We did the polar plunge. (Well, 36 of us did.) The water was a balmy 3 degrees Celcius. Which Google tells me is 37 degrees F, which is about 9 degrees warmer than what we expected.

And then we spent two more days sailing back across the Drake. Smoothest crossing they’ve had this season, and we made such good time we got to detour past Cape Horn, which was an unexpected bonus.

Random observations:

I felt like we spent a lot of time putting on and taking off clothes on this trip. It truly is not as cold as you think (everyone said this and I was like, how can that be when everyone’s in all these clothes? and yet now I’m saying it too), but there is wind, and the weather can change fast, so you have to be prepared for anything. We always took extra clothes on land with us in our backpacks, but we never ended up needing them. I brought more layers than I needed. But you need the wind & waterproof stuff even outside on deck, but of course inside the ship it’s plenty warm so you don’t need all the heavy clothes. So, lots of on and off and back on.

The ship carried a little over 100 passengers, which seemed like a good size. It was enough people that you had plenty of people to socialize with and could easily find people you meshed with, and it was easy to befriend people because you were all in close contact fairly regularly. At the end of the trip they put together an email exchange list so we could all share emails with each other (if you wanted to…the majority of people participated) so we can keep in touch.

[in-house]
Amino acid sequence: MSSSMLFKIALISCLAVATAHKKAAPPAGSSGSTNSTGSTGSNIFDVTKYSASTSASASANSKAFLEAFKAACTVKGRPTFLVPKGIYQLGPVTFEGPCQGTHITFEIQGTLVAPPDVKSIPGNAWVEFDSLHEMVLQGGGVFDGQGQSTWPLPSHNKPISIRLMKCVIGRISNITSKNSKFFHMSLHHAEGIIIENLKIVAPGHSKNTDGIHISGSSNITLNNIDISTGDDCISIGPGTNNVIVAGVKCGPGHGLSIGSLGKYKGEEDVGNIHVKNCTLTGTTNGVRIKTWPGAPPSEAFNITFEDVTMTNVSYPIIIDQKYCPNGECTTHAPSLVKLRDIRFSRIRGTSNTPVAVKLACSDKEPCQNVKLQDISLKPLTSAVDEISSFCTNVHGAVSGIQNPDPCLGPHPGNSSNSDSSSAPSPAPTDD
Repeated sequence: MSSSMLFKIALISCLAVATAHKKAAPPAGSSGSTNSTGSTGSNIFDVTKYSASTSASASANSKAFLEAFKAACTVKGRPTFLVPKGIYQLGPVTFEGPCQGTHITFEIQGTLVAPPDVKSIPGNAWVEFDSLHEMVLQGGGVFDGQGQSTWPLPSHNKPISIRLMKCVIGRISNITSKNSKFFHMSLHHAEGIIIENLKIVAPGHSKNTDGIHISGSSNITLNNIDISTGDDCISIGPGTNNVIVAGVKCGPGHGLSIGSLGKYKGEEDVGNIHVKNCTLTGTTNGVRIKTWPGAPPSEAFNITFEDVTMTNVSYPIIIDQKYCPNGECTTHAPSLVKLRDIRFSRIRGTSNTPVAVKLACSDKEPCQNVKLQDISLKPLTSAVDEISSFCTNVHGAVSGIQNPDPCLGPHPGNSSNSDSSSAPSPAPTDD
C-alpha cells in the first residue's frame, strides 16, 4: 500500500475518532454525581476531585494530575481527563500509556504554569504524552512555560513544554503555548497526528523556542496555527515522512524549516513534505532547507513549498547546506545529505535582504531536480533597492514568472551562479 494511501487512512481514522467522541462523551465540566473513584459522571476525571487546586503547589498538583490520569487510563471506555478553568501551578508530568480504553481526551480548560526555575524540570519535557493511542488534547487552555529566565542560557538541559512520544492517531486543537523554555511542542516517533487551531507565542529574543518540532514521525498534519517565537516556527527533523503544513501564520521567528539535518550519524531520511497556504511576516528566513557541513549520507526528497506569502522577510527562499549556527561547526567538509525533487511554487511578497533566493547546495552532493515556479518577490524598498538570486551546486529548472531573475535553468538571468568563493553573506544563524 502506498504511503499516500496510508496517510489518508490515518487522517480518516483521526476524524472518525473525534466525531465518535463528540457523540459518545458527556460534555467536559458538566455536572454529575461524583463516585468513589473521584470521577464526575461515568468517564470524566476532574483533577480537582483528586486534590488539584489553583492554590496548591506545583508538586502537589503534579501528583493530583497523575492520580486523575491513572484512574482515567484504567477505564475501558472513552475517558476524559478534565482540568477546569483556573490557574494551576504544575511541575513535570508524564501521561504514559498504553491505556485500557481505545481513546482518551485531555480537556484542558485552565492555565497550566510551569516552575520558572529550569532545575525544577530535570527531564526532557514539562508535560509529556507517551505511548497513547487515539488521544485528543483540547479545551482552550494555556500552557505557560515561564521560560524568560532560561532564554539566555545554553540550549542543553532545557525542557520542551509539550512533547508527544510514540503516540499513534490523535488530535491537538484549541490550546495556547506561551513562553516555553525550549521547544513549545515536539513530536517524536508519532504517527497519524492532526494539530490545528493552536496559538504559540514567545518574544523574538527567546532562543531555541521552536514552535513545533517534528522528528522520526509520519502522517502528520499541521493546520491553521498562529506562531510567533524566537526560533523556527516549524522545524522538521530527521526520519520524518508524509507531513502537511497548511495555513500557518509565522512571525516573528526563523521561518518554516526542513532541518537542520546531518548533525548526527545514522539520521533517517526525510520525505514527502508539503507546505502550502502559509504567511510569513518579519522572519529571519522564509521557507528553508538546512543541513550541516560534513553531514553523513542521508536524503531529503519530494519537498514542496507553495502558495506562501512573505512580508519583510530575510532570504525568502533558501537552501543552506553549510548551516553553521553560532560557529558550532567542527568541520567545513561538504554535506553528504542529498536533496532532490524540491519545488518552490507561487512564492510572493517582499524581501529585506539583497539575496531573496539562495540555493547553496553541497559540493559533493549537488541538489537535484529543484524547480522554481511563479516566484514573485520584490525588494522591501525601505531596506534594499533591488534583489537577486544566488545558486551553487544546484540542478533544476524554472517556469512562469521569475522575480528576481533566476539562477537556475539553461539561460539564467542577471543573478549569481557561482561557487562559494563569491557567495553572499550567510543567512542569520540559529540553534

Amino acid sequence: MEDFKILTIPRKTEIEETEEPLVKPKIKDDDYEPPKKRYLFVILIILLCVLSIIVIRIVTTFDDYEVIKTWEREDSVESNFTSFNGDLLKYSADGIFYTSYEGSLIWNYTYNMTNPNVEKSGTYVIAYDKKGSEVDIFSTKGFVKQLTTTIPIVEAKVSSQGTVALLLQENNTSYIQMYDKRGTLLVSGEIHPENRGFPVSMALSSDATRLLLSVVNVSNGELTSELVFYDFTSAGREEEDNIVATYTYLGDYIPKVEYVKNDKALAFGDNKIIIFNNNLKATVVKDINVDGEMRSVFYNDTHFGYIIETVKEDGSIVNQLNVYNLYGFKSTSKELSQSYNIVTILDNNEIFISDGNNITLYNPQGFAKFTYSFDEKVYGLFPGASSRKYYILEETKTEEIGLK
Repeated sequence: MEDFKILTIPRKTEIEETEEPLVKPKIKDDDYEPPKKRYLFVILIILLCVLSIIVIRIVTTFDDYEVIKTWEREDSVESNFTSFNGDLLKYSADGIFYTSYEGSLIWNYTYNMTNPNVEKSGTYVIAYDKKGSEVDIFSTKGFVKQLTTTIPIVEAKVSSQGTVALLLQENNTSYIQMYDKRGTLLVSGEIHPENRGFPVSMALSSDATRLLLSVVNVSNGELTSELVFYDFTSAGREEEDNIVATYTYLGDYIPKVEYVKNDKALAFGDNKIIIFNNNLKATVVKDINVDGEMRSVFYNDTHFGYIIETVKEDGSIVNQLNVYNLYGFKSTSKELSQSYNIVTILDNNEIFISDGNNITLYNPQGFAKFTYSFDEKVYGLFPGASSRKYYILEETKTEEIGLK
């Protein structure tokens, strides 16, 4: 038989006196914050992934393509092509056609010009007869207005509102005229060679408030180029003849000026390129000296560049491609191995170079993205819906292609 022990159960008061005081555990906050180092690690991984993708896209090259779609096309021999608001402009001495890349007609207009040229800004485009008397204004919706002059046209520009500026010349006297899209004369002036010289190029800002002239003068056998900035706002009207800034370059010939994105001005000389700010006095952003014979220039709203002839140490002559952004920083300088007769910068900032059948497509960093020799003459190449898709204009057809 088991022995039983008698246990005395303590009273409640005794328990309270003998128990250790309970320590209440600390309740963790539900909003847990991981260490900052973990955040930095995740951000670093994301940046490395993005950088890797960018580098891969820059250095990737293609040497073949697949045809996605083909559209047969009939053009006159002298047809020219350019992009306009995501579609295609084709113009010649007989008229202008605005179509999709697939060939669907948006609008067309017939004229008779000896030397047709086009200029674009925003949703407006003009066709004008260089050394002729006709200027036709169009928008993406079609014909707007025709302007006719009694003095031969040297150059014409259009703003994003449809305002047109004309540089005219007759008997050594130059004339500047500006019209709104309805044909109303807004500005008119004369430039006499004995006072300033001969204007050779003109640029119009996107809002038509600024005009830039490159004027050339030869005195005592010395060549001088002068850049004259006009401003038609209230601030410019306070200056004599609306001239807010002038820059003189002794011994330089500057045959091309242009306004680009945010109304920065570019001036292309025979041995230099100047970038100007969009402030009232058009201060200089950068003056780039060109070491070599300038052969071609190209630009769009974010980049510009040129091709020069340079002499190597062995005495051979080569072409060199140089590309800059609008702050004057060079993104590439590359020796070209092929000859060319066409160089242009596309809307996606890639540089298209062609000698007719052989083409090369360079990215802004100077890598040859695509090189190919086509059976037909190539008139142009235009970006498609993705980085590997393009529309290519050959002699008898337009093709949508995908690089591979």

I’ll be back soon with a more detailed summary that includes each landing and photos.

I’m back!

Gentoo penguin who looks like he's hitchhiking

“The hitchhiker”

We are back, and it was amazing.

I do not even know where to begin. Words will never be able to do the trip–or the place–justice, but over the coming weeks, I’m going to try to convey something of what the experience was like for me. It may take me a few days (or weeks), because I have to wrap my head around how to get started sharing pictures and stories.

I’ll be back soon; in the meantime, if there are any specific things you want to hear about, let me know!